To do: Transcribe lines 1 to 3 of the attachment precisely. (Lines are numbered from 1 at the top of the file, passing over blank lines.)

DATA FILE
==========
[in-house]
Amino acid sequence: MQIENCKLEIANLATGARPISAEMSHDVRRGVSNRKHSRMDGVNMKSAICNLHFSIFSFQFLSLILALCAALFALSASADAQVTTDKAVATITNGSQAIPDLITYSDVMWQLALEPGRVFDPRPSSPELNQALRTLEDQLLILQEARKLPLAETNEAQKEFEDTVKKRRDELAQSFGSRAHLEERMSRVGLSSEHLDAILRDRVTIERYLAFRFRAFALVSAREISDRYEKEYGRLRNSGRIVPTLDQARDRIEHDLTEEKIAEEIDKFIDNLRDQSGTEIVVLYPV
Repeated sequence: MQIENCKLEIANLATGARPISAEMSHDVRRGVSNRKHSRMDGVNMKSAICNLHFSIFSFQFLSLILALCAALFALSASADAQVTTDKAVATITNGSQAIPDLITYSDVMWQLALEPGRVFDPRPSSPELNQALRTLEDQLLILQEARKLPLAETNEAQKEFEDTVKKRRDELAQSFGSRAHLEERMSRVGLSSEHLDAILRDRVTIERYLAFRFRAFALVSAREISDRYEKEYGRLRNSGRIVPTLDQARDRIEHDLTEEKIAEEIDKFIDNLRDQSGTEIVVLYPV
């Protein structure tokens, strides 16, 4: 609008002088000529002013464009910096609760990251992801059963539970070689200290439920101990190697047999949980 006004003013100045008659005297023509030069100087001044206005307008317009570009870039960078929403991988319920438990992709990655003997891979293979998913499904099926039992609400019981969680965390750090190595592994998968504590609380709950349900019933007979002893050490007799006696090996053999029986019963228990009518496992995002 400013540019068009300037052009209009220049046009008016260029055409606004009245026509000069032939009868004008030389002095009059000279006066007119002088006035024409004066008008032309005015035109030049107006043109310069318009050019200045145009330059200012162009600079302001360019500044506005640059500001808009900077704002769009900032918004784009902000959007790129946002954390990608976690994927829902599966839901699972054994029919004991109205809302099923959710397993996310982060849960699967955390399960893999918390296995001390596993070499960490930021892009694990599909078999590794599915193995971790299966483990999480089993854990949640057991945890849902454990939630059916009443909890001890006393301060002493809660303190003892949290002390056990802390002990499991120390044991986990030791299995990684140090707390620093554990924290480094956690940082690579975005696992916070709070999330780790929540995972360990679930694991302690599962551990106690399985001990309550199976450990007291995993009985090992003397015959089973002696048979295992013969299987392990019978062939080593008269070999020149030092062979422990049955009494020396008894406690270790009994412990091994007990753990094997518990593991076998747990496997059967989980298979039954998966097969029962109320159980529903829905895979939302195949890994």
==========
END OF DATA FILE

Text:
[in-house]
Amino acid sequence: MQIENCKLEIANLATGARPISAEMSHDVRRGVSNRKHSRMDGVNMKSAICNLHFSIFSFQFLSLILALCAALFALSASADAQVTTDKAVATITNGSQAIPDLITYSDVMWQLALEPGRVFDPRPSSPELNQALRTLEDQLLILQEARKLPLAETNEAQKEFEDTVKKRRDELAQSFGSRAHLEERMSRVGLSSEHLDAILRDRVTIERYLAFRFRAFALVSAREISDRYEKEYGRLRNSGRIVPTLDQARDRIEHDLTEEKIAEEIDKFIDNLRDQSGTEIVVLYPV
Repeated sequence: MQIENCKLEIANLATGARPISAEMSHDVRRGVSNRKHSRMDGVNMKSAICNLHFSIFSFQFLSLILALCAALFALSASADAQVTTDKAVATITNGSQAIPDLITYSDVMWQLALEPGRVFDPRPSSPELNQALRTLEDQLLILQEARKLPLAETNEAQKEFEDTVKKRRDELAQSFGSRAHLEERMSRVGLSSEHLDAILRDRVTIERYLAFRFRAFALVSAREISDRYEKEYGRLRNSGRIVPTLDQARDRIEHDLTEEKIAEEIDKFIDNLRDQSGTEIVVLYPV